What I learned at Davos
So what did I learn at Davos? I came here with a mission to represent the needs of privacy and reputation on the Internet and excited about the prospect of the World Economic Forum's strong interest in cyber security.
This week strongly exceeded my expectations.
CEOs of companies in healthcare, Internet, infrastructure, hardware, software telecommunications and media, together with regulators from the United States and Europe, embraced important ideas including:
- End users should control their personal data.
- Huge revenue streams are possible from novel ways to monetize personal data that also directly compensate consumers for access to their information.
- Companies are increasingly targets of sophisticated organized crime on the Internet.
- Cyber warfare is a real and growing threat to state institutions and businesses.
- Powerful tools are required to solve each of the above.
None of these issues was either on the table or high profile as recently as a year ago. Engagement with them represents a significant achievement for the congress here in Davos and an essential step forward for the private and public interests that depend on their resolution.
This is a constant fight. In most areas of technology, there is an underlying assumption that the device's functionality is binary: It either works or it doesn't. You flip the switch, and the light goes on. If it doesn't, that means that the bulb is out or the circuit breaker needs a quick reboot. You fix it and move on. In other words, in most technical questions, the process of innovation comes down to figuring out how to defeat specific obstacles, defeating them and never having to revisit them. It's different in cyber security. Threats to digital data appear, reappear, adapt and reappear again. Solutions must adapt as nimbly. On the panel on which I participated this morning, one of my co-panelists referred to it as an arms race. That is a typical and apt analogy.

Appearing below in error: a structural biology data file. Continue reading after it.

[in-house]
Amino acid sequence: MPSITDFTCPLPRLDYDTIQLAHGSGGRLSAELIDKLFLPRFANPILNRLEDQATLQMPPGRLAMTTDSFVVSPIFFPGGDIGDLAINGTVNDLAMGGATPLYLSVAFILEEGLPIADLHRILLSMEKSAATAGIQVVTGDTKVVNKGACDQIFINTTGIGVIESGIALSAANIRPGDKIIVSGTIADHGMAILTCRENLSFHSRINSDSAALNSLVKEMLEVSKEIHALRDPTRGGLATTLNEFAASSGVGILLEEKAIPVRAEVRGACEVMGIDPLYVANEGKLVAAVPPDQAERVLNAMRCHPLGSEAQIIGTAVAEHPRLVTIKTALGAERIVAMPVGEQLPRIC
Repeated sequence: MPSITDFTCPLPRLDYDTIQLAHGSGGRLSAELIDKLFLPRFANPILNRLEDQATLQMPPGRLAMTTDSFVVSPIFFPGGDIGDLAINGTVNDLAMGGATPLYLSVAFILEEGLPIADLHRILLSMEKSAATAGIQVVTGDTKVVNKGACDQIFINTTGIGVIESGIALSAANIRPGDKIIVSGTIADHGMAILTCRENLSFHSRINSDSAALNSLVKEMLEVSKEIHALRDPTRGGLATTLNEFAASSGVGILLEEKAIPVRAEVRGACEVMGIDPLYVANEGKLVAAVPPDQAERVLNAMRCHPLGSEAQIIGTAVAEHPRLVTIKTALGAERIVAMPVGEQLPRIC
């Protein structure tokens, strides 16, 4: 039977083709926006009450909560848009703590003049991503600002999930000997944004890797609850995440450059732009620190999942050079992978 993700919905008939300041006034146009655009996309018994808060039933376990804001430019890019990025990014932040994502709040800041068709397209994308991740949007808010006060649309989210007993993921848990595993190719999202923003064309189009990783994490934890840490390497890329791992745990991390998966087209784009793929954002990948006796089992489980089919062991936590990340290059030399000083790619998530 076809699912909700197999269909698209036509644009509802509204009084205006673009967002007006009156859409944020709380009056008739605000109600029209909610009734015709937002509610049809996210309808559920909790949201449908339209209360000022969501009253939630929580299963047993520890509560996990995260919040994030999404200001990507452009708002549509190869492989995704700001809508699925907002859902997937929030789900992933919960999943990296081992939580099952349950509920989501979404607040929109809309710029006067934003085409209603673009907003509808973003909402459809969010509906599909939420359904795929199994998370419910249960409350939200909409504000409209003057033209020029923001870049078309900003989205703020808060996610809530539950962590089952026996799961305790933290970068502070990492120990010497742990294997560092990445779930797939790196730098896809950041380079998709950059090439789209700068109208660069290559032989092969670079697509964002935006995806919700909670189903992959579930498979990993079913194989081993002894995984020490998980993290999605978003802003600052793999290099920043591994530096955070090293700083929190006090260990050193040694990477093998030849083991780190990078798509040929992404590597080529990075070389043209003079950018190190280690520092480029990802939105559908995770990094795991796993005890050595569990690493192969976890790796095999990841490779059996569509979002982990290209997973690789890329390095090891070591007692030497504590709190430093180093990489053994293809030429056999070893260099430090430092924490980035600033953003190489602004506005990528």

Threats to privacy and security evolve with blistering speed. That speed is accelerating further with the exponential proliferation of access points to the Internet like smartphones and tablets. Every dinosaur game app you download can (and probably does) access huge amounts of information on your phone that are totally unrelated to the actual functioning of the game. A simple game app can mine your phone numbers, emails, addresses, calendar and geo-location. In the anti-virus field, they call that a Trojan horse. When it comes to social media, though, the public still just thinks of it as a game. But that game can compromise you, your family, or your company.
I am leaving Davos encouraged. The work remains. It always remains. But the will is there.
Michael Fertik (@michaelfertikon Twitter) is the CEO of Reputation.com. He is also the author of "Wild West 2.0: How to Protect and Restore Your Reputation on the Untamed Social Frontier."
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| January 29, 2011; 4:29 PM ET
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